Critical Environments

Those that cannot tolerate any power interruption of any kind are referred to as critical environments. These include hospital operating rooms and intensive care units, computer installations, and other critical systems. These systems utilize uninterrupted power to prevent their systems from experiencing an outage, even for a few seconds.

Electrical power is stored in batteries. An inverter converts the battery power to the same power provided by the utility, which then powers the equipment connected to it. When power is disconnected, the batteries will be completely charged as they continue to supply power until the standby generator which maintains the batteries at a full charge until utility power is restored.

In hospitals, other systems may not need uninterrupted power, but they cannot be out of service for any length of time. During an outage, standby generators are the ones keeping these systems operational.

Commercial Facilities

Safety systems that are in large commercial buildings also depend on electrical power. Everything from emergency lighting to ventilation and fire safety systems require electricity, and when the power goes out, standby generators fill in until the electric company turns the power back on. During long-term outages, the batteries in emergency lights may have only a few hours of useful life . Emergency lights will fade and building occupants will not be able to navigate their way around without a standby generator taking over.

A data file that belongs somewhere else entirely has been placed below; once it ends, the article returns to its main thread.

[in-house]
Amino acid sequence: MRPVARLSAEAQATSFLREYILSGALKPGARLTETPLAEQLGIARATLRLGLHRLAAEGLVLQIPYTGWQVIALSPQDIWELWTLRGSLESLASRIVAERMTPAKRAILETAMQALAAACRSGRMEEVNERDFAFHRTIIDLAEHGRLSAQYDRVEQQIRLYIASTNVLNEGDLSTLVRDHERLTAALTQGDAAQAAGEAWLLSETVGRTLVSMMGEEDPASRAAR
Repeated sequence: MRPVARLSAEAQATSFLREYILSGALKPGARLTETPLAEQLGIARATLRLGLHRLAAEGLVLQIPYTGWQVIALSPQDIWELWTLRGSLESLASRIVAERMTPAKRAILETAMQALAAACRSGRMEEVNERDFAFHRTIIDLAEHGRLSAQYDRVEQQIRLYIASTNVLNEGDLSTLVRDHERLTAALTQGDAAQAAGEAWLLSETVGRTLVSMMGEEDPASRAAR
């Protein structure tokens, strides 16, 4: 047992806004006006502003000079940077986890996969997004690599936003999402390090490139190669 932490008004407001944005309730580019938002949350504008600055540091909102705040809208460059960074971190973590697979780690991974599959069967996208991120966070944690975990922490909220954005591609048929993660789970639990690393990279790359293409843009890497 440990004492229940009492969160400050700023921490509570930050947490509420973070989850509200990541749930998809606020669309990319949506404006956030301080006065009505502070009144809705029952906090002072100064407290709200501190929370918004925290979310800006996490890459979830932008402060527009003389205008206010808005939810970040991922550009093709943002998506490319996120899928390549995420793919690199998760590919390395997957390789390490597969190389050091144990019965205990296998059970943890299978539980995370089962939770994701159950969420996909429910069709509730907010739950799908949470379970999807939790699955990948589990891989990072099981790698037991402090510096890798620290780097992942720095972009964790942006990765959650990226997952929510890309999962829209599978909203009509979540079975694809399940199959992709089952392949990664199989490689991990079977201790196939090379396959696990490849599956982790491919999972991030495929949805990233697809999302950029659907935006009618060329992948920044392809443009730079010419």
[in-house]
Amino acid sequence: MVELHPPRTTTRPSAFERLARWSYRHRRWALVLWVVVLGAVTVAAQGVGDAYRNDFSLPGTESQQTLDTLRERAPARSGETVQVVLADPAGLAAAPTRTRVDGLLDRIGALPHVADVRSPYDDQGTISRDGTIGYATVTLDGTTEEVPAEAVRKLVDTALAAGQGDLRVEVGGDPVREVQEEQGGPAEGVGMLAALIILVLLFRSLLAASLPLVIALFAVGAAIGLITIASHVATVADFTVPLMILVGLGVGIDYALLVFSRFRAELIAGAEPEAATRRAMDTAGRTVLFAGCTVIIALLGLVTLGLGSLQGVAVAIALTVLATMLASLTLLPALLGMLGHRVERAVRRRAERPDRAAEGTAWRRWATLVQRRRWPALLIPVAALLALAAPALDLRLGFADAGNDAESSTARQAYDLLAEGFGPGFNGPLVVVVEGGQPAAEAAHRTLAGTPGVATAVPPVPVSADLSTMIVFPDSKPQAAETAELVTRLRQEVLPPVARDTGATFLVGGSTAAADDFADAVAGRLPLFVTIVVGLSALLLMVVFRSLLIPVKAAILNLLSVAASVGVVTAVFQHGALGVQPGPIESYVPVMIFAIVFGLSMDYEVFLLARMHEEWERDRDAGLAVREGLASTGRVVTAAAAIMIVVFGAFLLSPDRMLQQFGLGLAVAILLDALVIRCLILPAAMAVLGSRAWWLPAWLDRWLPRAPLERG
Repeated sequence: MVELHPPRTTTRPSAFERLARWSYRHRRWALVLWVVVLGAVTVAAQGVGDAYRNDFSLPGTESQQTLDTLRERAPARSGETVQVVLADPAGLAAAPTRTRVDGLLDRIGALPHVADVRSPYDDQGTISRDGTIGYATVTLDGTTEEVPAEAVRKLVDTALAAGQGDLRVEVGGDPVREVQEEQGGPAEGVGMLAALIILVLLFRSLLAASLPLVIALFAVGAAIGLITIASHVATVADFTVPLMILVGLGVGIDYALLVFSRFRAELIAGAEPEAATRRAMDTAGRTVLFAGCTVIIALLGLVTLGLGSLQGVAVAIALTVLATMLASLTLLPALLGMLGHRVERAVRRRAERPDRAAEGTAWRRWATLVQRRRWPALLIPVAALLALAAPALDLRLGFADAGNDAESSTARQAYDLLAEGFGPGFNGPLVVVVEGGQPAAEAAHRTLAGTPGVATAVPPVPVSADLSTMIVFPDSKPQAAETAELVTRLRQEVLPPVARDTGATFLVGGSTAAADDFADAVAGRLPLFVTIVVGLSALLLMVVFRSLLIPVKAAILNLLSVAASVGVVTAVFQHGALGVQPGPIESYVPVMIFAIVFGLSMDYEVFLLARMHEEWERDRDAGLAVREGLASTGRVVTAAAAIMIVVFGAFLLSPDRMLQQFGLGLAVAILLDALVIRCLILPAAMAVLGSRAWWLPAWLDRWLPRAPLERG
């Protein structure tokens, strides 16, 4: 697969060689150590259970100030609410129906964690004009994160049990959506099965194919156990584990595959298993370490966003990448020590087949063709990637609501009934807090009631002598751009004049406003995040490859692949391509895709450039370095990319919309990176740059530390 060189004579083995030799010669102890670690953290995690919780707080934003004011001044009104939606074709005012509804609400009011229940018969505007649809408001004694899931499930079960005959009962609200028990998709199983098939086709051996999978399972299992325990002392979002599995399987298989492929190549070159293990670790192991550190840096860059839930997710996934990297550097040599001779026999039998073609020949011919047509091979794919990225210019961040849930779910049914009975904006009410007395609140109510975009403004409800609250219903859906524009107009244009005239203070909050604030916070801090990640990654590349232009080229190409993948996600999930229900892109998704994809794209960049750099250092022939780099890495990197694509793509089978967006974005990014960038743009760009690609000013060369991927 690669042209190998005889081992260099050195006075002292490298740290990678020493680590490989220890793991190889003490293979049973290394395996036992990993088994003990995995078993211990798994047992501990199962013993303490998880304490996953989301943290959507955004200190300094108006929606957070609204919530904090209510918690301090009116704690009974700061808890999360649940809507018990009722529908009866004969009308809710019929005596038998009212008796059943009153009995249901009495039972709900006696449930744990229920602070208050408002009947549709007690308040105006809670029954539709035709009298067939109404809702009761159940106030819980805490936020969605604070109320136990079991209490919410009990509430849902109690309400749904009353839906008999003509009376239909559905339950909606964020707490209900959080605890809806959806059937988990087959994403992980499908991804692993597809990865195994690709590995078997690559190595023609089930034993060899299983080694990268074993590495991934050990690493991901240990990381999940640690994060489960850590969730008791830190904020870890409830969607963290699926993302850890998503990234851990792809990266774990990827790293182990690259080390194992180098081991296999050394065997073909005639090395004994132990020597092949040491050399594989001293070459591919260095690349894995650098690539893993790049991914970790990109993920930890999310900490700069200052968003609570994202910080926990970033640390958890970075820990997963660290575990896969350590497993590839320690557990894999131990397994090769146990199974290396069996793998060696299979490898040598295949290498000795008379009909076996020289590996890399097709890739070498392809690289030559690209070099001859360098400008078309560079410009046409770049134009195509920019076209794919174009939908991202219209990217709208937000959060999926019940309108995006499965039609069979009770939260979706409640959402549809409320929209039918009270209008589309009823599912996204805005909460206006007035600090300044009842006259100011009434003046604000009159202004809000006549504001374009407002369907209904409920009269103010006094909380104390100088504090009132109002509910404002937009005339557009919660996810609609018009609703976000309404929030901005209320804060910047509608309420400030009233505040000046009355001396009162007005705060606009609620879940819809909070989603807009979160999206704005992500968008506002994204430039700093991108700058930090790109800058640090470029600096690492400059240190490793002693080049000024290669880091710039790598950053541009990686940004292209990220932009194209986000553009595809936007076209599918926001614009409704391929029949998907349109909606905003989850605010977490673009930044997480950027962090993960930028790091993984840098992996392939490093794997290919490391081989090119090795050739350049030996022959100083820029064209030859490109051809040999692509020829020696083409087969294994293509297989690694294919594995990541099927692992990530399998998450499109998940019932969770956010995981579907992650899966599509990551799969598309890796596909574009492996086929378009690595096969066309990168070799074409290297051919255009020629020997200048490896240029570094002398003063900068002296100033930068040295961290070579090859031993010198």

Standby generators can serve double duty in large factories. Often, manufacturers have agreements with electric utilities that allow the utility to interrupt power on quick notice when demand goes beyond the available supply. During an unexpected power outage a factory may run standby generators as an alternate supply of power. Having an alternative supply of power permits the facility to carry on working during the outage.

In addition, standby generators can power vital safety systems with power during an outage. Such safety systems are usually mandated by building codes and the installation of a commercial standby generator is not optional, but required.


Commercial standby generators maintain freezer and refrigeration units running and prevent large-scale loss of food products. When the power goes out, temperatures begin increasing in large walk-in freezers and refrigerators. Fresh meats and dairy products must be maintained at 33 to 40 degrees F. or they cannot be sold. Frozen foods require temperatures at or below 0 degrees F. to prevent spoilage.

Restaurants and grocery stores could possibly lose their inventory and suffer large financial losses with standby emergency power. Even small grocery stores have cold food inventories valued at tens of thousands of dollars, and that number increases to more than a million dollars in large stores.

Power from a standby generator can also keep an establishment’s doors open and the business operating while other businesses are closed.


Most people spend at least a third of their lives inside or around their homes. A home can very rapidly become unpleasant or even unlikeable when a storm occurs or when the power has been knocked out. 

The loss of power causing loss of heat will also turn out to be an issue in the cold winter months. Without heat, pipes can freeze and break, and when they thaw again the home can flood. In the summer, the heat can be unbearable or even unsafe for some people. Refrigerated food will spoil after a day or so without power, and frozen food won’t last much longer.

Electrical Power also keeps a home dry and mold-free by removing water from the foundation. A standby generator for home use keeps the power on, even if the homeowner is not present.